Allen Chan’s resignation as chief executive officer of Sino-Forest Corp. (TRE), which is accused of exaggerating timber holdings, marks the second time in 22 years the Chinese entrepreneur has lost control of a company he founded.
Chan stepped down Aug. 28 as chief executive officer, two days after Canada’s main securities regulator suspended trading in the shares. His previous business raising funds for infrastructure projects in China collapsed after the government’s crackdown on pro-democracy demonstrators in Beijing’s Tiananmen Square spurred foreign investors to flee.
That failure 22 years ago when he was 37, making him about 59 today, led to a breakdown that left Chan physically incapacitated, before he recovered and transformed himself as a forestry mogul capitalizing on land reforms in the world’s most populous country. Another comeback may be unrealistic.
“For the rest of his career he’s going to be tainted,” said Eric M. Jackson, president and founder of Ironfire Capital, a Naples, Florida-based hedge fund that specializes in Chinese stocks.
The Ontario Securities Commission said Aug. 26 that Sino- Forest officers and directors may have engaged in acts “related to its securities” that they “knew or should have known” perpetuated a fraud. Sino-Forest has fallen 67 percent in Toronto since short seller Carson Block’s Muddy Waters LLC research firm said in a June 2 report that the company was overstating its assets. Investors including hedge fund firm Paulson & Co. have lost C$3.3 billion ($3.4 billion).
Sino-Forest has rejected Muddy Waters’ allegations and has assigned an independent committee to investigate the claims, hiring PricewaterhouseCoopers LLP to assist. Chan was named chairman emeritus of Sino-Forest and will remain available to assist the probe, the company said. Chan also resigned as chairman of Greenheart Group Ltd., Sino-Forest’s Hong Kong- listed unit.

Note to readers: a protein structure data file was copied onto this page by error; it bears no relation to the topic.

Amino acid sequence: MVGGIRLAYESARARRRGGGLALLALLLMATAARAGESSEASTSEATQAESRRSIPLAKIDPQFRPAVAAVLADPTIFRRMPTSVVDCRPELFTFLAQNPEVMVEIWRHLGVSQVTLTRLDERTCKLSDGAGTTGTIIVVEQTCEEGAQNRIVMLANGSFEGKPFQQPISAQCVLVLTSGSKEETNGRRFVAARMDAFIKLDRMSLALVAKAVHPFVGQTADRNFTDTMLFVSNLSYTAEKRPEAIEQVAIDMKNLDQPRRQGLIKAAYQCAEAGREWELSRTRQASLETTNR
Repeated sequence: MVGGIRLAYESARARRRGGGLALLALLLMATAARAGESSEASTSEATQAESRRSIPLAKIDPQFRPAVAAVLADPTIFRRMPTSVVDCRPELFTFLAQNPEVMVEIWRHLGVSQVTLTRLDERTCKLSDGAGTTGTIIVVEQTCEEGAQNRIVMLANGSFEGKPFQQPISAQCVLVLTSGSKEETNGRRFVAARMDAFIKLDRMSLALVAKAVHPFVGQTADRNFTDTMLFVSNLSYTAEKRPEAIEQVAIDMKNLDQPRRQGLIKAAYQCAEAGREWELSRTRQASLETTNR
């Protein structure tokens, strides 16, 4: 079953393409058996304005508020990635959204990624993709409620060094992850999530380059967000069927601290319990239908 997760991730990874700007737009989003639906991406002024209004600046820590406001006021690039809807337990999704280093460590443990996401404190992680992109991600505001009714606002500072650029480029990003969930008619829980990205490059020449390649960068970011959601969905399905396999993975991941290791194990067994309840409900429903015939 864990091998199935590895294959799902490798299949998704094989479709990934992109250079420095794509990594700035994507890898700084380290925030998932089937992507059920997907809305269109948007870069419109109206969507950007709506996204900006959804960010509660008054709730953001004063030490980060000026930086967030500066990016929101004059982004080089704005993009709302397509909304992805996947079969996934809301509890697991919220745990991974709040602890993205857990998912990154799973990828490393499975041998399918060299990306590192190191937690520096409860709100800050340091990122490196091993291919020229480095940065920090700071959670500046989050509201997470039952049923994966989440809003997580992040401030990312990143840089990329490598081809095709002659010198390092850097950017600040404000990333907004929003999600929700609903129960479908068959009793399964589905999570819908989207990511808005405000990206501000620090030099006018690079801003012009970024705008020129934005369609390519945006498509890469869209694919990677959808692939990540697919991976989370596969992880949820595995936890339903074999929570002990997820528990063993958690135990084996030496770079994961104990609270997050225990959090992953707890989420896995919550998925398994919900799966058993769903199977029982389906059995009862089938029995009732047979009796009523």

Stan Neve, a New York-based Sino-Forest spokesman, declined to comment or make Chan and other executives available.
“It’s pretty clear that this is at best a convoluted story that defies easy explanation, and at its worst it’s a massive fraud,” said John Stephenson, a Toronto-based money manager who helps oversee C$2.7 billion at First Asset Management Inc.
Chan studied sociology at Hong Kong Baptist University and graduated in 1979. He joined a Hong Kong restaurant operator owned by billionaire casino owner Stanley Ho, as corporate secretary, according to a 2004 interview with World Executive Group’s CEO magazine.
Chan started his project-finance business in 1984. His first project raised $39 million for a hotel in Shenzhen, earning him a $200,000 fee, he said in the interview. Success evaporated after the Chinese crackdown.
“It was like a nightmare that you plunged into darkness with little to hold on to, with no voice to scream and totally paralyzed,” he told CEO magazine in an article published in Chinese. “I regretted and doubted myself. I couldn’t communicate with others. I couldn’t read in the first year. I could only sunbathe and listen to music.”